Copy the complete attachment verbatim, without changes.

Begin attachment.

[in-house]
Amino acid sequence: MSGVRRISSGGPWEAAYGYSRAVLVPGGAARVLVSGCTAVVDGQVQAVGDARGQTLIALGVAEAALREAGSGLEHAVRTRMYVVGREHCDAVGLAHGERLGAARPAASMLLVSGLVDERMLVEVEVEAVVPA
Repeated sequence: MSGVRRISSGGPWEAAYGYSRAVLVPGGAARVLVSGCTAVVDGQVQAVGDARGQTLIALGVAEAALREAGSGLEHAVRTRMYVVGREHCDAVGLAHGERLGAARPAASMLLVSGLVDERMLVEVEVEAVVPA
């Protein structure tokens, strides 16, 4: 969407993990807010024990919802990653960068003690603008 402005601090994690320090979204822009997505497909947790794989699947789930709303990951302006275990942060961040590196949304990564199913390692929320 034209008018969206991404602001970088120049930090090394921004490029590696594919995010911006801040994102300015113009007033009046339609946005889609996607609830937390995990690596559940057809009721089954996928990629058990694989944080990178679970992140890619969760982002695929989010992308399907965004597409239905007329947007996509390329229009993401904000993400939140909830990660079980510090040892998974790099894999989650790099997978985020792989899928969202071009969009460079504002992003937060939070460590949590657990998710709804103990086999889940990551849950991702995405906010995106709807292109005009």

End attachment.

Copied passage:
[in-house]
Amino acid sequence: MSGVRRISSGGPWEAAYGYSRAVLVPGGAARVLVSGCTAVVDGQVQAVGDARGQTLIALGVAEAALREAGSGLEHAVRTRMYVVGREHCDAVGLAHGERLGAARPAASMLLVSGLVDERMLVEVEVEAVVPA
Repeated sequence: MSGVRRISSGGPWEAAYGYSRAVLVPGGAARVLVSGCTAVVDGQVQAVGDARGQTLIALGVAEAALREAGSGLEHAVRTRMYVVGREHCDAVGLAHGERLGAARPAASMLLVSGLVDERMLVEVEVEAVVPA
């Protein structure tokens, strides 16, 4: 969407993990807010024990919802990653960068003690603008 402005601090994690320090979204822009997505497909947790794989699947789930709303990951302006275990942060961040590196949304990564199913390692929320 034209008018969206991404602001970088120049930090090394921004490029590696594919995010911006801040994102300015113009007033009046339609946005889609996607609830937390995990690596559940057809009721089954996928990629058990694989944080990178679970992140890619969760982002695929989010992308399907965004597409239905007329947007996509390329229009993401904000993400939140909830990660079980510090040892998974790099894999989650790099997978985020792989899928969202071009969009460079504002992003937060939070460590949590657990998710709804103990086999889940990551849950991702995405906010995106709807292109005009």